Zoé Hamstead Publishes Papers on Urban Structures and Landscape Function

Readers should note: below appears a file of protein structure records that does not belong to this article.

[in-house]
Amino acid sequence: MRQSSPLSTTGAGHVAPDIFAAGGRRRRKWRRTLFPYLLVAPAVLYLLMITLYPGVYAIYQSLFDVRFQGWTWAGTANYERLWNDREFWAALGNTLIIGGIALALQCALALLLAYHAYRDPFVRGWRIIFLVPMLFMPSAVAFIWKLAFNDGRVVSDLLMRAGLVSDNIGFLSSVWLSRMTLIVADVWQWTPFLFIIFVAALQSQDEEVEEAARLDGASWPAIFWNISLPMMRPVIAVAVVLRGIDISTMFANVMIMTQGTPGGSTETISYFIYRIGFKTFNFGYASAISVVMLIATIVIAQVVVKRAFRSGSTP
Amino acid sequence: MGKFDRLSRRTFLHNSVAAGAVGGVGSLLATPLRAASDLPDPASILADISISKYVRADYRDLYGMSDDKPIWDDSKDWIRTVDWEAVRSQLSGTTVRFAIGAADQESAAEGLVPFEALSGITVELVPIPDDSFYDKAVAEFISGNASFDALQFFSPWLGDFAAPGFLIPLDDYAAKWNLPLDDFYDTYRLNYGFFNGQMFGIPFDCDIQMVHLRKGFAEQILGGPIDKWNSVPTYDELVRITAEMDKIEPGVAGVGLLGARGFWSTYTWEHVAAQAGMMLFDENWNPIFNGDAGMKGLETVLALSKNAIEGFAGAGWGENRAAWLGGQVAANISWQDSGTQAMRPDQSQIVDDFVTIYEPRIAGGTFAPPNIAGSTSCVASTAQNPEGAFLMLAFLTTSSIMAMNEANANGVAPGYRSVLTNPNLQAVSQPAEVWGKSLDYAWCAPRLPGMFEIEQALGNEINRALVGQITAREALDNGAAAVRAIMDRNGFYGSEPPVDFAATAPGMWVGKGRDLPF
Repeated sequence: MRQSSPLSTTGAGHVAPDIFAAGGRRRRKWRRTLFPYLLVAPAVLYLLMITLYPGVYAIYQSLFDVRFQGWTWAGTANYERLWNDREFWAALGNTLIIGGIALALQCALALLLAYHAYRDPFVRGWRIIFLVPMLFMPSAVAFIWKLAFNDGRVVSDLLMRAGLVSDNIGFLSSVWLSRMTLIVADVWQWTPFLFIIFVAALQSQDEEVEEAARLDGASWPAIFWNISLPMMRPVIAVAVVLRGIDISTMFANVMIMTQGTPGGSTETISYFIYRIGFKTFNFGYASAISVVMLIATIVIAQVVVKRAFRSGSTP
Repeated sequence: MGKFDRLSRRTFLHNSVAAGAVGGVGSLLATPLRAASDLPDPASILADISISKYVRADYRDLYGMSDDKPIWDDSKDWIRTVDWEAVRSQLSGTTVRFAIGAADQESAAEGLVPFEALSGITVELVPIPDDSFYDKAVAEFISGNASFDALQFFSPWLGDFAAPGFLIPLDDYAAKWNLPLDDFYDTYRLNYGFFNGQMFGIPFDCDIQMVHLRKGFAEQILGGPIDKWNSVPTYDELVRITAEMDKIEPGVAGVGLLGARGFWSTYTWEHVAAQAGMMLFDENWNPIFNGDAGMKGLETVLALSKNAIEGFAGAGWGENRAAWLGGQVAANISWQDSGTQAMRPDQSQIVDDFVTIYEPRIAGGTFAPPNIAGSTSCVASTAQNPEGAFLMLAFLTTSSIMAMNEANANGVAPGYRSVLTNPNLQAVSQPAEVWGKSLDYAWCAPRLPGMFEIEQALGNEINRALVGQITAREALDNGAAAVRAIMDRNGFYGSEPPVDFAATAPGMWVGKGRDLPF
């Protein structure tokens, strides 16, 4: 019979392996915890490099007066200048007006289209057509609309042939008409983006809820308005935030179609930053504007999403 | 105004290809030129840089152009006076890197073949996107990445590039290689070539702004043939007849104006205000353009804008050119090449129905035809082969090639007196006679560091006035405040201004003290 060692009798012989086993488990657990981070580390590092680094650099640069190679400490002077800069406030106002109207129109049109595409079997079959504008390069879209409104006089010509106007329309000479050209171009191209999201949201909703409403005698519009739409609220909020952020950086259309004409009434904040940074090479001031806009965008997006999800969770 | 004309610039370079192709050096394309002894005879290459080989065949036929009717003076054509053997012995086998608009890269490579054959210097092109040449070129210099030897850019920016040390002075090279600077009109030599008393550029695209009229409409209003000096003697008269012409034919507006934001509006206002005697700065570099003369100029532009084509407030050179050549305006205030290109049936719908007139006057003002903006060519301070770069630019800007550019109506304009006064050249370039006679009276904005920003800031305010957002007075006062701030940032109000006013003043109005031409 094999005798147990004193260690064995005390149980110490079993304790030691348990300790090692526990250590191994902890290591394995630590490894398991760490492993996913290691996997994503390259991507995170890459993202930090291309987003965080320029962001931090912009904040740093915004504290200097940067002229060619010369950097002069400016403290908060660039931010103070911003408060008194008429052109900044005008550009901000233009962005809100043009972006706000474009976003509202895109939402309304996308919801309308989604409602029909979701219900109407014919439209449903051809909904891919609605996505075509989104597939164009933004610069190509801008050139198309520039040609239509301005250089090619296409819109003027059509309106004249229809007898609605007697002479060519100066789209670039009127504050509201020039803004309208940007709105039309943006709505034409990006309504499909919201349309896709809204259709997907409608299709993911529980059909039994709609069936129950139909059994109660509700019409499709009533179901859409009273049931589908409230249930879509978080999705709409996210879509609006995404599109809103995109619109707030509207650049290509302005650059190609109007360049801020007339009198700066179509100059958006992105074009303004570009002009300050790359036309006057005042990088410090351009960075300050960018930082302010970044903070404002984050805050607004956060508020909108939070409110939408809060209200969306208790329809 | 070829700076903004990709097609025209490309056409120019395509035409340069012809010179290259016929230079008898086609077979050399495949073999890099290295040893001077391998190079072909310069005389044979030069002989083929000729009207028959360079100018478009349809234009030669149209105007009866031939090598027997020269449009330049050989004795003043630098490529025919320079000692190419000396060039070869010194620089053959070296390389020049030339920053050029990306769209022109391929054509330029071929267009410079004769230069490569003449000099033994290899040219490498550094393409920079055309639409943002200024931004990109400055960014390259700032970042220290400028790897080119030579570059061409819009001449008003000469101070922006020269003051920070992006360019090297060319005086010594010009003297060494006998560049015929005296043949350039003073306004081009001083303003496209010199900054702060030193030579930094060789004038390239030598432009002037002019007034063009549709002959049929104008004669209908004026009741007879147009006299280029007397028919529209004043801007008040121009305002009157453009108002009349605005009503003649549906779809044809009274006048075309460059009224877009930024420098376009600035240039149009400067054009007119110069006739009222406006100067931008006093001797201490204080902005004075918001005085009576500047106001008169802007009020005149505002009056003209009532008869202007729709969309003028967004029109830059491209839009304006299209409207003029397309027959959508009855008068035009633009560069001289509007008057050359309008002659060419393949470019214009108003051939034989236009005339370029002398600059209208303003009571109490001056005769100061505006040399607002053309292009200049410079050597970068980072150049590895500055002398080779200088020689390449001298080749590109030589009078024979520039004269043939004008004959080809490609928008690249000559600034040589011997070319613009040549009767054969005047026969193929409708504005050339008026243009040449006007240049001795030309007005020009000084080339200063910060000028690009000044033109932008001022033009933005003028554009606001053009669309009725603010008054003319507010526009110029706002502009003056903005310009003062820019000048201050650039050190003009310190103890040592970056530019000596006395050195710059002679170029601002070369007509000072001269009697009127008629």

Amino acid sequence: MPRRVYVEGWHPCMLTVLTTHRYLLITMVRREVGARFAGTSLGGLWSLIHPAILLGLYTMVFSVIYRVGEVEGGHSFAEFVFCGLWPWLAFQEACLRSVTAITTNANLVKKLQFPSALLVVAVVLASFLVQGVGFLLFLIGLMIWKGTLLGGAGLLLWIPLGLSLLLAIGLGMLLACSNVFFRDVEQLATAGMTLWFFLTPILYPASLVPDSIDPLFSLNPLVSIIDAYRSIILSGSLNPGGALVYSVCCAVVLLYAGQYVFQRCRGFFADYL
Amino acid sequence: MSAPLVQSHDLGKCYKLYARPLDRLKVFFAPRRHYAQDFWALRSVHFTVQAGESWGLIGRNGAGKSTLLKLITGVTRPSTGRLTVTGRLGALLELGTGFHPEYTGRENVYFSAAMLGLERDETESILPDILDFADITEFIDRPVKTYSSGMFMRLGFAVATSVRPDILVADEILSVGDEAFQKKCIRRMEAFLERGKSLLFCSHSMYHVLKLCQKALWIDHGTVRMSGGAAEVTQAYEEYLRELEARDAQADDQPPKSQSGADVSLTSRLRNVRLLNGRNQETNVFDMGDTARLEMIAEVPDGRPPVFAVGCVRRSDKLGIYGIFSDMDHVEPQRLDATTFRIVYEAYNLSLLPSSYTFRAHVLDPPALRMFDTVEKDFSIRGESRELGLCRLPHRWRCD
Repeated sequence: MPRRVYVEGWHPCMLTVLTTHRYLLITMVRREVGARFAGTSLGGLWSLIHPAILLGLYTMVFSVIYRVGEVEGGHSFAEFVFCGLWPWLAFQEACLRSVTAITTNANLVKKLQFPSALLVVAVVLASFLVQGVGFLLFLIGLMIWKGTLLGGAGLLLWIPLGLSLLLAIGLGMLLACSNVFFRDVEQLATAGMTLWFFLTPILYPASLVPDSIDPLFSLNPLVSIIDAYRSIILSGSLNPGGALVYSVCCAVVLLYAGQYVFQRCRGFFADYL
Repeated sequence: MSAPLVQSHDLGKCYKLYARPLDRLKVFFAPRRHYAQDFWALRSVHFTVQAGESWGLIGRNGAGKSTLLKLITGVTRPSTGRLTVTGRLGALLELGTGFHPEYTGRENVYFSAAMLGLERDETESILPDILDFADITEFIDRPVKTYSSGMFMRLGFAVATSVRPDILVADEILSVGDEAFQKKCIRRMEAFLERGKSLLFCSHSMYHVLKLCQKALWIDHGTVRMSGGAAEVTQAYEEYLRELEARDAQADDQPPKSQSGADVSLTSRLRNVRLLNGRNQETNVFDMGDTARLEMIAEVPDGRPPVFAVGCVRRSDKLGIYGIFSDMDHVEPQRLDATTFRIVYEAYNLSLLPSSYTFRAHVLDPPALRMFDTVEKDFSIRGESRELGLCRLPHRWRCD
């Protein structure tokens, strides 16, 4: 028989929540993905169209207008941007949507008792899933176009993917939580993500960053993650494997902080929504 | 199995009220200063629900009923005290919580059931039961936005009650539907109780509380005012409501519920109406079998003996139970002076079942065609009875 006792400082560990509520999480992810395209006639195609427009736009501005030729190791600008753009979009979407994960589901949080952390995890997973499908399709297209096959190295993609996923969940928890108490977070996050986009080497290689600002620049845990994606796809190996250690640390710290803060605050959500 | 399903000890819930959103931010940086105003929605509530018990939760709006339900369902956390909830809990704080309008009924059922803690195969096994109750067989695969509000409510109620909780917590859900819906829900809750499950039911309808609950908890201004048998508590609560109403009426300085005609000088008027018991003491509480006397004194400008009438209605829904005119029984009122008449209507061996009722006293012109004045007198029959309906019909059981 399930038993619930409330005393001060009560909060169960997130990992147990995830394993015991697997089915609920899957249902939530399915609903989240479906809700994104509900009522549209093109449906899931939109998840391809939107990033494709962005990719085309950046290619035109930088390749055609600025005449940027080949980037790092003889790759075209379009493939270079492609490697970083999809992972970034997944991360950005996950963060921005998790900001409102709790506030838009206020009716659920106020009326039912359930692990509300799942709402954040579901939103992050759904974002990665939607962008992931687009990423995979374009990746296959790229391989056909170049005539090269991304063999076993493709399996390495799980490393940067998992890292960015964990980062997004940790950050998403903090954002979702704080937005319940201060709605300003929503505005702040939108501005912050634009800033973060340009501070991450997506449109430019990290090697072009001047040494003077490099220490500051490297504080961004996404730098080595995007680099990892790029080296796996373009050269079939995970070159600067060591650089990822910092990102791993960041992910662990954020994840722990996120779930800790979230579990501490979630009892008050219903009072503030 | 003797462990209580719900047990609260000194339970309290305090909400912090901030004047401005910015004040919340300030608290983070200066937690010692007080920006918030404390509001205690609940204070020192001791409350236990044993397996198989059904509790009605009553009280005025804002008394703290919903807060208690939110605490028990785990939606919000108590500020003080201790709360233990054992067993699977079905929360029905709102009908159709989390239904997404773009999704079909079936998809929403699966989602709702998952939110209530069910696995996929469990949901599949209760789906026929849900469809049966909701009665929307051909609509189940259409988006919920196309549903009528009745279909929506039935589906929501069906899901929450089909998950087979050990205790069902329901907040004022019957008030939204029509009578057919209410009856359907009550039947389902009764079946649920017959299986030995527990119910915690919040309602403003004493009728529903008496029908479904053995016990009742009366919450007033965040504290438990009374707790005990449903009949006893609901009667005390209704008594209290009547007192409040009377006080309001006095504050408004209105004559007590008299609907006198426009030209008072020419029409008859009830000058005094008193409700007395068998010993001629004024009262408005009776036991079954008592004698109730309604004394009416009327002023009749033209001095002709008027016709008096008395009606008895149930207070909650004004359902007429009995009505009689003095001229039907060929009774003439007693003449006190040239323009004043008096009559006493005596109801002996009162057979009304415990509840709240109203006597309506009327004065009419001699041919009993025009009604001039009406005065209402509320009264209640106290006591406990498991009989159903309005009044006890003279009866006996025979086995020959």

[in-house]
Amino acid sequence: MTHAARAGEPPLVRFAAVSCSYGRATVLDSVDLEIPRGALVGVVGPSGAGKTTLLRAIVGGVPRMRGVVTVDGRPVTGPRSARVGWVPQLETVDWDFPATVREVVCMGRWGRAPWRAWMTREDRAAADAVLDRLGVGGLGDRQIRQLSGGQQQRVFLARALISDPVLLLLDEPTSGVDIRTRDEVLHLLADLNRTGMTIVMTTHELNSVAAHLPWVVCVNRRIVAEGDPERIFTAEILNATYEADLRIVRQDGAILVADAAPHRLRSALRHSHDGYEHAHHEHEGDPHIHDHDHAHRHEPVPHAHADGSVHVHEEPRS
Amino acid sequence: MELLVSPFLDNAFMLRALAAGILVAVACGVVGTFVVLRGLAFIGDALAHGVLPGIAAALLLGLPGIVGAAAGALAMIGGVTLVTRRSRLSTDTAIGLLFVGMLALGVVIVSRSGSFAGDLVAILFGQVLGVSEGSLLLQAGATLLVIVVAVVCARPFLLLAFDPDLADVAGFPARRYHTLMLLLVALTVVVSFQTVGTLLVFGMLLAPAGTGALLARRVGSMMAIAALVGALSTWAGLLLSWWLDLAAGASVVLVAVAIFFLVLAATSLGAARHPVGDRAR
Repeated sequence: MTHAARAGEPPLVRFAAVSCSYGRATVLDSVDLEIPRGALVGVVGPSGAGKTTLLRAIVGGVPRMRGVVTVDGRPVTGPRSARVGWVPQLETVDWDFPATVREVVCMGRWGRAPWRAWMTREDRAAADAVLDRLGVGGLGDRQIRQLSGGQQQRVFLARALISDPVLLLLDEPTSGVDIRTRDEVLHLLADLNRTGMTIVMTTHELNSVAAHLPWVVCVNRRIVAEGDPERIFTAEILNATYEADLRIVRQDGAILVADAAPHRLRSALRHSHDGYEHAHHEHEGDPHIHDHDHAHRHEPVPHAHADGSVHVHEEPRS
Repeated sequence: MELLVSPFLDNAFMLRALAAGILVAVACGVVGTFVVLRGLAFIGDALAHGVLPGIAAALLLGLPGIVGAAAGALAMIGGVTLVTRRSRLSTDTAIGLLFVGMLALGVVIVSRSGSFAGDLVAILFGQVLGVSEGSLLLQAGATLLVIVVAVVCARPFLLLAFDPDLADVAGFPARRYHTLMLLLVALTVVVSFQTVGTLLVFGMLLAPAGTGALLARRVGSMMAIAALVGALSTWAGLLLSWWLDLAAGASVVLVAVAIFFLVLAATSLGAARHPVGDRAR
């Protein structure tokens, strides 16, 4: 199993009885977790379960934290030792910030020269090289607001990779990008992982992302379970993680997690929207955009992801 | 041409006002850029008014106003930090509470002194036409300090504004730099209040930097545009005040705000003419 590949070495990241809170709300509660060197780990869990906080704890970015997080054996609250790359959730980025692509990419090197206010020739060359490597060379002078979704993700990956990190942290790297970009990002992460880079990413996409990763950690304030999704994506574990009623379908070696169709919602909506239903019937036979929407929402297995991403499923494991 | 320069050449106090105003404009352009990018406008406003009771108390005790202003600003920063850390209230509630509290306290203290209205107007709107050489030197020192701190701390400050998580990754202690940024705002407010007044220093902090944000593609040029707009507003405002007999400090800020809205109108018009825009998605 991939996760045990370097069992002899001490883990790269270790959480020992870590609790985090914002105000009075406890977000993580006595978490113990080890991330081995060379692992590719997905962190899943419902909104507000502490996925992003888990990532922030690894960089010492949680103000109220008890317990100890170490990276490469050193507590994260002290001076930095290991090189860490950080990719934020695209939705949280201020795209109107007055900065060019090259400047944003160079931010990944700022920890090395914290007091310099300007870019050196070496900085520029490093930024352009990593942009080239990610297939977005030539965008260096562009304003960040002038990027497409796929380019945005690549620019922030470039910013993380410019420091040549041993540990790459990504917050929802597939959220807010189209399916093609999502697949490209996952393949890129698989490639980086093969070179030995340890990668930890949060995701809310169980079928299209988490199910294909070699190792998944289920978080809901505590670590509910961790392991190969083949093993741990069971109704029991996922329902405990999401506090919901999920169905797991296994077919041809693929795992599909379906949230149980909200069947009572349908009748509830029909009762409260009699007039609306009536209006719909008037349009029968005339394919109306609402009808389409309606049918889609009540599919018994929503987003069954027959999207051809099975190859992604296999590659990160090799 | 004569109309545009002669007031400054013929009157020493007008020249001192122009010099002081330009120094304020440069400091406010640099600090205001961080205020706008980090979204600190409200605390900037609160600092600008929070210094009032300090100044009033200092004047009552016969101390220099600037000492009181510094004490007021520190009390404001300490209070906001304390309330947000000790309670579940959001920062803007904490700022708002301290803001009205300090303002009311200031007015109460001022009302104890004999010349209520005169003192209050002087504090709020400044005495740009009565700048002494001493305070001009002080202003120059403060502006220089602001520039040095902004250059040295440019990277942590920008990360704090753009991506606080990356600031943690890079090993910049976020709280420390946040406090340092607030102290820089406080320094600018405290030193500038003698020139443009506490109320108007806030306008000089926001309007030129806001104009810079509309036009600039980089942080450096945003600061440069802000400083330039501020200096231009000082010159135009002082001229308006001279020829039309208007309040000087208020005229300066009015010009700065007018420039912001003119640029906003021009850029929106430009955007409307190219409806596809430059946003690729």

Zoé Hamstead, a doctoral candidate and a TEDC Affiliated Faculty member at the Milano School of International Affairs, Management, and Urban Policy co-authored and published two papers on urban structure and urban vacant land:Zoé authored “Classification of the heterogeneous structure of urban landscapes (STURLA) as an indicator of landscape function applied to surface temperature in New York City” with Timon McPhearson, Assistant Professor and Chair of Environmental Studies at The School for Public Engagement. “STURLA” was published in Ecological Indicators in October 2015. It is a part of a special issue on Urban Complexity, in which Zoé and her colleagues develop a landscape-based indicator of micro-urban heat island. The approach sets forth a new way of conceptualizing the relationship between urban structure and landscape function at a fine scale, and can ultimately be used as a way to identify spatial disparity in landscape structures that contribute to health risks associated with heat."Transformation of Urban Vacant Lots for the Common Good" is an introduction to a special issue in Cities and the Environment (CATE) on urban vacant land, which Zoé co-authored with Peleg Kremer, a former post-doctoral fellow at The New School. The special issue is a compilation of practitioner notes on the experience of securing access to vacant land in cities for a variety of community purposes. It came out of an event that that Zoé organized in collaboration with 596 Acres and the Tishman Environment and Design Center in April of last year, called "Turning Vacant Acres into Community Resources." You can read the full special issue here.